I had already made the joke at Sophie’s Earthquake’ expense regarding a girl creating an earthquake that ultimately costs the lives of our fellow man. Only to have that theory shot down not long after, once the band contacted me themselves saying the name was actually derived from having the rehearsal space underneath the drummer’s house, whom wife is called Sophie. Least I seem to recall that’s where the name came from. The story’s all here anyway. But this goes hand in hand with what’s already been said about human kindness. After the original article focusing on their EP, they were incredibly generous enough to offer me an exclusive listen to an unmastered demo, taken from their forthcoming album, the demo now known as Fatima and Flood respectively. I had never been given such a moment of privilege in my entire life, and was truly humbled by this experience and will continue to be forever grateful for.

Four to five months later, Sophie’s Earthquake’s debut album was released on Christmas Eve just gone. Titled The Flood, it carries on their psychedelic- meets-grunge approach, but in the gap between their EP and the album, the band have truly blossomed and evolved their sound into some musically jaw-dropping compositions. Although Fatima and Flood were conjoined upon my first listen, they were separated for the album’s release but still retain that sense of awe and excitement I felt upon that twelve minute extravaganza of smoky ambience and blazing guitar work in full instrumental glory. Despite being released very late last year, for fans of music with a chasm-like depth of atmosphere and scale, you need to listen to this album.

My pick from The Flood, personally has to be Zero Distance. The Alice In Chains-style tone has morphed into a more ominous, urgent sounding presence, lying in the shadows. It certainly sounds far more abrasive and threatening than any moment of their previous work, likely down to the distortion on the guitar.  The beat of the war drum drum hasn’t changed however, but it didn’t need to. It was already a gratifying percussive force and complimented the swirling atmosphere beautifully. Here, against the tone of an oncoming storm, each thump of the skins is another footstep closer to something landscape-changing. Upon the beat becoming regular and that snare serving as warning shots, you can feel something electric building up further and further into time. Throughout you also get the warm rumblings of bass, providing an additional layer of groove or thickening the overall atmosphere, just when chaos seems around the corner. Echoes of a voice wailing in the distance lead in the blues-soaked vocal chords, that do undeniably have a resemblance to the late Layne Staley. While we given the impression the band were unsure at first whether to include vocals in the bulk of their songs, the decision and startling confidence behind the delivery speaks volumes.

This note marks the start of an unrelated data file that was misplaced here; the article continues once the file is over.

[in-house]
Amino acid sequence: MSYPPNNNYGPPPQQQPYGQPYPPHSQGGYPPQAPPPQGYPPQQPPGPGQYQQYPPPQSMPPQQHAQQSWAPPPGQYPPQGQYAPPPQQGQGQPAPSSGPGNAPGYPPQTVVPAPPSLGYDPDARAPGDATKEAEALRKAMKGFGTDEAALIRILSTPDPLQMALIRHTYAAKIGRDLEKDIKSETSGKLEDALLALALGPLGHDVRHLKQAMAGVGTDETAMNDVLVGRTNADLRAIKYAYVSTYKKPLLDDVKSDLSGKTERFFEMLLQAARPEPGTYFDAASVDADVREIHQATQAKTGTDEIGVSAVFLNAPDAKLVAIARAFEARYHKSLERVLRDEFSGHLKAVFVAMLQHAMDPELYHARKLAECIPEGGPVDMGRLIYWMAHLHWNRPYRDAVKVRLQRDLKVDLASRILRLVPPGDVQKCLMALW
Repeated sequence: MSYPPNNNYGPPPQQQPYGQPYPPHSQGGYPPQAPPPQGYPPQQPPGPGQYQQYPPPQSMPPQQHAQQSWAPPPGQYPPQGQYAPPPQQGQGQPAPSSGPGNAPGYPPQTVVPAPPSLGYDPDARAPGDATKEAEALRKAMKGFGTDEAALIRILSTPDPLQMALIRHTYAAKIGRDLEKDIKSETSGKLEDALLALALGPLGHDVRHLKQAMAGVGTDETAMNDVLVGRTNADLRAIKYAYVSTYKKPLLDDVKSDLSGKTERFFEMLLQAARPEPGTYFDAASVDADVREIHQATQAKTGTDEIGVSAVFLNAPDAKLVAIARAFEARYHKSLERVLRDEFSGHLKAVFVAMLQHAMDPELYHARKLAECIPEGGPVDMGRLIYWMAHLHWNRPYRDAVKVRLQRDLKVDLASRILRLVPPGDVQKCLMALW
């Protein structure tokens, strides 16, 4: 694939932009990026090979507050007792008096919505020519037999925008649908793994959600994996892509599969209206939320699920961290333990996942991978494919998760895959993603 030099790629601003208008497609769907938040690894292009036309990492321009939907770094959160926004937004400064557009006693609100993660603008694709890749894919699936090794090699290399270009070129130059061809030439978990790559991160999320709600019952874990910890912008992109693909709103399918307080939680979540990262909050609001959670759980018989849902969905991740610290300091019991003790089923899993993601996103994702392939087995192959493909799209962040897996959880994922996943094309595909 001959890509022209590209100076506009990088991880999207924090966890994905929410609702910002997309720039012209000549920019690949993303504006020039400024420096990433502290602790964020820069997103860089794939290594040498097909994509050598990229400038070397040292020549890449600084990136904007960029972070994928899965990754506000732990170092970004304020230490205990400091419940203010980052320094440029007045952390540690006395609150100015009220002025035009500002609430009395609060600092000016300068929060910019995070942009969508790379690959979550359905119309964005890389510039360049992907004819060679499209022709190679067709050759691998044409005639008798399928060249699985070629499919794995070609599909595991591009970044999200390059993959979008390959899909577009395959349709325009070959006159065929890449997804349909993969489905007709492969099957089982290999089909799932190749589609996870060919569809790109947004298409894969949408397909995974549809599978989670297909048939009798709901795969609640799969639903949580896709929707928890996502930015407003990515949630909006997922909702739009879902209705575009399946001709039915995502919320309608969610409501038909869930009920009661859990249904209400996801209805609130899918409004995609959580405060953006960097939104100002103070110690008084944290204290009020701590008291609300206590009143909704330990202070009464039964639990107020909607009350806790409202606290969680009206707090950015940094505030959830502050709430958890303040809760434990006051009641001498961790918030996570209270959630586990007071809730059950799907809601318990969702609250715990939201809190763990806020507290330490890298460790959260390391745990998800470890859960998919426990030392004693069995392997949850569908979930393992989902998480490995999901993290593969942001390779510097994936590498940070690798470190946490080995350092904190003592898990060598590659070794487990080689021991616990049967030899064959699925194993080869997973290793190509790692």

Switching from sinister whispers, to a soulful, whiskey-coated croon, to a melancholic but empowered bellow to make you tremble where you stand, the vocal projection has been elevated to another level from past material. And transferring such passion into a darker, brooding progressive journey, only enhances the experience. The moving cries of lead guitar harmonise with groove of the bassline, giving one last moment of calm and stability in the sonic landscape, before the inevitable gear switch, triggered by the sudden emphasis on bass driving the tempo. It becomes a manner of waiting. Power chords are left to wail and ring into the night, while drums intensify and diminish just as quickly, teasing that pay-off. It is left down to an almighty yell, for all the instruments to unite in one hurricane-force gust and unleash the unstoppable psychedelic force they possess. In tone, the atmosphere sits more in a dark and stormy night than a haze-infused trip, so the moment doesn’t explode as such, but it doesn’t make the guitar soloing any more stellar and spectacular. Bass plays a crucial part in making this a real special moment, the prominent deep grinding away, adding more than a substantial yin to the guitar’s yang, while drums keep pounding hard and inject some subtle rhythmic nuances to the pace. Towards the final furlong, this truly is a moment of pure rapture and a moment to lose yourself within. One tremendous drum performance, the continual bass siege and one last blues-touched anti-war slogan, we come to a close.

Aside from being some of the absolute nicest gentlemen I’ve ever had the opportunity to reach out to, Sophie’s Earthquake are killer musicians and deserving of a higher pedestal to put their music on. The Flood is a fantastic debut album, taking what made them a fascinating prospect and fleshing it out above and beyond what was thought they were capable of. Far darker in mood and tone than could be anticipated, but full of intoxicatingly good musicianship and songs, that are enjoyably progressive but can keep you guessing too.

 

The Flood and their debut EP are only available to purchase on their Bandcamp page, for very reasonable prices might I add, while physical copies are currently in the planning stages. Their website is also under maintenance. as of the time of writing. Sophie’s Earthquake will no doubt also be touring shortly, so keep an eye on their social media.